A CLOSER LOOK...
1. False impersonations of a previous owner
Common and similar names can make it possible to falsely "impersonate" a property owner. It is not difficult to obtain falsified identification. Imagine a husband wants to sell a home unbeknownst to his estranged wife. He can provide his girlfriend with a fake I.D. bearing his wife's name and she can impersonate the wife at the closing signing the documents as the wife and thus selling the home without the wife's knowledge. If a home is purchased that was once sold by a false owner, the new homeowner can risk losing legal claim to the property.
Like false impersonation forgeries is another claim arising from dishonesty. Sometimes forged or fabricated documents that affect property ownership are filed within public records, obscuring the rightful ownership of the property. Almost every person has some level of computer skills. It takes very minimal effort to create a believable forgery that can become part of the public record. Once these forgeries are discovered home ownership may be in jeopardy.
3. Illegal deeds
While the chain of title on a property may appear perfectly sound, it's possible that a prior deed was made by someone who lacked the capacity to enter into a deed such as a minor or a person of unsound mind. These instances may affect the enforce-ability of prior deeds, affecting prior (and possibly present) ownership.
4. Errors in public records
Part of being human is making mistakes, however mistakes affecting home ownership rights can have devastating repercussions. Clerical or filing errors could affect the deed or survey of a property and cause undo financial strain in order to resolve them.
5. Unknown liens
The debts owed by the prior owners can come to effect the new homeowners. Even though the former debt is not the new homeowners, banks or other financing companies can place liens on the property for unpaid debts even after the closing and ownership has been transferred. This is an especially worrisome issue with distressed properties.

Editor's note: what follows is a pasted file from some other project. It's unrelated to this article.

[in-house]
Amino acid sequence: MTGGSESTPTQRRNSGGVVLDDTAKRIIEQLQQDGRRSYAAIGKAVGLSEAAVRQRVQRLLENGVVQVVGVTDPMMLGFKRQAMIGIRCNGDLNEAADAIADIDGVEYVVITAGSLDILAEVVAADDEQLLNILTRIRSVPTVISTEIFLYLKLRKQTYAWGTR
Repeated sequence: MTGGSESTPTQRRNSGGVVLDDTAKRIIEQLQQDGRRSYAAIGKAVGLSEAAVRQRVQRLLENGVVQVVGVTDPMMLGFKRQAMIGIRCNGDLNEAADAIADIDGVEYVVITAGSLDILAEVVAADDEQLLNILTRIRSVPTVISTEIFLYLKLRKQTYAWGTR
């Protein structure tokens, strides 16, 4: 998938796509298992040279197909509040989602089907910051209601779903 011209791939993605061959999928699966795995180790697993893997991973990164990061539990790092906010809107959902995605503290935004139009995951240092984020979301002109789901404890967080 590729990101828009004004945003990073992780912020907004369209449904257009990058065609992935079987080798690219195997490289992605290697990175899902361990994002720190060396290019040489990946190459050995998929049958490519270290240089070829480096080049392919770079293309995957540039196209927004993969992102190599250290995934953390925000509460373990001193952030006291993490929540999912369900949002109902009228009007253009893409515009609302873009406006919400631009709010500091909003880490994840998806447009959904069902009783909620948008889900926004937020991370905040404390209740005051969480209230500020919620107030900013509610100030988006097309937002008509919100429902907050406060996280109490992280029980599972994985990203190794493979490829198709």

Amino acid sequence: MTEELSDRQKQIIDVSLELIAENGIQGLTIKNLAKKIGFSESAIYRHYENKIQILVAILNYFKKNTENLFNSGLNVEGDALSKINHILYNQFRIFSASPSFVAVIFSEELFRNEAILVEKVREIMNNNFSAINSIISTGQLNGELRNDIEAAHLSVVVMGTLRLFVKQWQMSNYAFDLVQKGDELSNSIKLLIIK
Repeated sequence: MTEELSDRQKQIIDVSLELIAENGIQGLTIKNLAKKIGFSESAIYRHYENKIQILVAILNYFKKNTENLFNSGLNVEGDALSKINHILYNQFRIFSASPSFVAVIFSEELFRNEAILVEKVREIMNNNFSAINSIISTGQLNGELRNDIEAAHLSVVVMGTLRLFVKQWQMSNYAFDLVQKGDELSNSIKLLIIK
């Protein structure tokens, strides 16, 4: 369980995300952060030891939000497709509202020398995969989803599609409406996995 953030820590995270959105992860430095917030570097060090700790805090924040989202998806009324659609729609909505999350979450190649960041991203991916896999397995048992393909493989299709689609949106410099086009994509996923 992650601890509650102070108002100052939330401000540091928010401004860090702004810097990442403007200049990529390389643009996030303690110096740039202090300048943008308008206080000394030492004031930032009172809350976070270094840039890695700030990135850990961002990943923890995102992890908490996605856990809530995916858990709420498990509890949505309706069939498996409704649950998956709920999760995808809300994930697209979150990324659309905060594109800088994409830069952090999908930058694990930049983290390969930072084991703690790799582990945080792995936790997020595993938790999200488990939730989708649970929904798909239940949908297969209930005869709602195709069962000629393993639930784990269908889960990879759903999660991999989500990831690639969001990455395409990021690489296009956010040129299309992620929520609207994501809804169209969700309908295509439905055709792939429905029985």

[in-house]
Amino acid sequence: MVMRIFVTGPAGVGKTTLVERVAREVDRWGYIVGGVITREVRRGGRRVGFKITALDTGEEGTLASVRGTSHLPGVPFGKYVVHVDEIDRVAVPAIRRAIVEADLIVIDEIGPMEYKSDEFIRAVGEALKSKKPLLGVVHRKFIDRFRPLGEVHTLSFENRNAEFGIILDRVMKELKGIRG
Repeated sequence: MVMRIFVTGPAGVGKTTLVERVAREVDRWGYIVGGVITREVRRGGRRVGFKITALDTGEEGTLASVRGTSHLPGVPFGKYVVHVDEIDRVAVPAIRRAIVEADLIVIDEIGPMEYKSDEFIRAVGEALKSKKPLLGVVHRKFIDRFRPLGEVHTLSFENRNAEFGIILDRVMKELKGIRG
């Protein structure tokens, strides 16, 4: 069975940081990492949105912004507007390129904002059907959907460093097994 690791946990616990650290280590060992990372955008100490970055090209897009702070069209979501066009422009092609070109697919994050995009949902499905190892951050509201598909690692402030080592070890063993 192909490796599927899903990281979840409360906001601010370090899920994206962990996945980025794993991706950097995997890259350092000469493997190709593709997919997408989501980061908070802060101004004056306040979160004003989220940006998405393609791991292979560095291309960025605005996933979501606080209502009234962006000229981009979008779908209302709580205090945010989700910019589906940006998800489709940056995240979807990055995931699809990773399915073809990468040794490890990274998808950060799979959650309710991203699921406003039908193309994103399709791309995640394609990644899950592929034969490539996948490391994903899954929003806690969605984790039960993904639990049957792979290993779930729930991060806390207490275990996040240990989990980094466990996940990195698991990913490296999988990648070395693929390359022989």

6. Missing heirs
When a person dies, the ownership of his home may fall to his heirs, or those named within his will. However, those heirs are sometimes missing or unknown at the time of death. Other times, family members may contest the will for their own property rights. These scenarios — which can happen long after the property has been purchased could effect property rights.
7. Undiscovered encumbrances
At the time of purchase, it may be unknown that a third party holds a claim to all or part of the property — due to a former mortgage or lien, or non-financial claims, like restrictions or covenants limiting the use of your property.
8. Unknown easements
Although the homeowner might own the home and surrounding land there might but an unknown easement that prohibits use in some manner or could allow government agencies, businesses, or other parties to access all or portions of the property. While usually non-financial issues, easements can still affect the right to enjoy the property. For example if you purchased a home with a lovely backyard. You planned to put up a swing set and finish the patio so you could sit and watch your children play. But you soon came to learn that there was a driveway easement that crossed the back of your property (exactly in the spot for the swing set and patio ) that allowed your neighbor to drive his truck across your lawn to access his home. You would not be happy with that discovery.
9. Boundary/survey disputes
Although a homeowner may have seen several surveys of the property prior to purchasing, other surveys may exist that show differing boundaries. Therefore, a neighbor or other party may be able to claim ownership to a portion of the property or there may be unknown encroachments.
10. Undiscovered will
When a property owner dies with no apparent will or heir, the state may sell his or her assets, including the home. When such a home is purchased the new homeowner assume their rights as owner. However, even years later, the deceased owner's will may come to light and the rights to the property may be seriously jeopardized.